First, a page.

8 Questions From The Wall Street Journal Why Is The U.S. Banning Menthol Cigarettes

On April 29, according to the Wall Street Journal, the Biden administration in the United States is advancing a plan to ban menthol cigarettes(e-sigarette & conventional cigarette), which account for more than one-third of all cigarettes sold in the United States each year.


The FDA has been working on the program since 2009, when federal legislation banned candy, fruit and flavorings in cigarettes because of their potential appeal to children, but the menthol issue remains unresolved. The proposed ban has important implications for both smokers and tobacco companies. This is to know.


What does the ban cover?

The FDA intends to ban the sale of menthol cigarettes and all flavored cigars in the United States. The agency said it was considering allowing exemptions on a case-by-case basis for certain products, such as heated tobacco devices or cigarettes(herbal heatsticks) with very low nicotine content.


When will it take effect?

Not for at least two years — and probably longer. The FDA released the proposed rule on Thursday and invited public comment, which the agency must then review. The FDA could issue a final rule as early as 2023 and could take effect as early as 2024. At least two tobacco companies have said they may follow suit; lawsuits could further delay the ban.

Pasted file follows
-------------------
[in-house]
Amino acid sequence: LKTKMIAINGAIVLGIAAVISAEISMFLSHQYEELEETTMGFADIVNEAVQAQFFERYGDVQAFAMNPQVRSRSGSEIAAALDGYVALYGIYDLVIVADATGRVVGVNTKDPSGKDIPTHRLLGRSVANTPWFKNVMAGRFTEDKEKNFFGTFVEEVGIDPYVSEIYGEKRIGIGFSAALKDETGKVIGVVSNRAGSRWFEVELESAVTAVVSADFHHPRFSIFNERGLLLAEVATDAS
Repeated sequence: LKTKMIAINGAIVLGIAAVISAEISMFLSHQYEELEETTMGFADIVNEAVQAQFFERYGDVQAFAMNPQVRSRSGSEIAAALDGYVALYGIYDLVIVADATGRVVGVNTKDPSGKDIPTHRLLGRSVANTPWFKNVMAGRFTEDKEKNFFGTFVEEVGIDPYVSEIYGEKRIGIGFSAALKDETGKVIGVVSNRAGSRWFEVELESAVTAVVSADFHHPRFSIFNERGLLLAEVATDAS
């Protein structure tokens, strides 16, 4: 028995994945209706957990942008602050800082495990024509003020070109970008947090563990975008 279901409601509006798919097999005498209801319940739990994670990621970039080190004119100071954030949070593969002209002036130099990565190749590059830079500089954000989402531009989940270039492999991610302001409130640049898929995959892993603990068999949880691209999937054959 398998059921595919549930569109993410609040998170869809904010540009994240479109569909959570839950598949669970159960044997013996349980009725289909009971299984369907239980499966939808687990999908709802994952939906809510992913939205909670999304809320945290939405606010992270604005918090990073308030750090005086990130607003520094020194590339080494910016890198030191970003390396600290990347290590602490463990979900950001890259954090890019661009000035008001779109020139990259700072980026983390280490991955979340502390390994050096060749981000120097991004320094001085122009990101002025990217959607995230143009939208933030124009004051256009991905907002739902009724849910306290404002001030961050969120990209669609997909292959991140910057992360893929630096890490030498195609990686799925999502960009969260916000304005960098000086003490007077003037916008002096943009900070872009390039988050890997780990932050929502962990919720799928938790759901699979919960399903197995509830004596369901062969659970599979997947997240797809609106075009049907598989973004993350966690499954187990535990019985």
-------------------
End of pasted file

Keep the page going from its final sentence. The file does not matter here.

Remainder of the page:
Will menthol e-cigarettes be banned too?

The menthol cigarette ban does not apply to menthol e-cigarettes(herbal heat stick). But the FDA is individually reviewing all vaping products on the U.S. market, keeping a close eye on those with menthol flavors. The agency’s mandate is to authorize the use of vaping products only if their manufacturers can demonstrate that they are in the public health interest. As part of that review, the FDA is weighing whether the potential benefits of menthol e-cigarettes as an alternative to adult smokers outweigh their appeal to children and teens.


The agency said it will soon decide whether the biggest e-cigarette brands, including Juul and Vuse Alto, can keep their products on the market. Both brands currently offer tobacco- and mint-flavored pods. To date, the FDA has ordered more than 1 million flavored vaping products from the market, including liquids in flavors such as apple crumble, cola and cinnamon toast.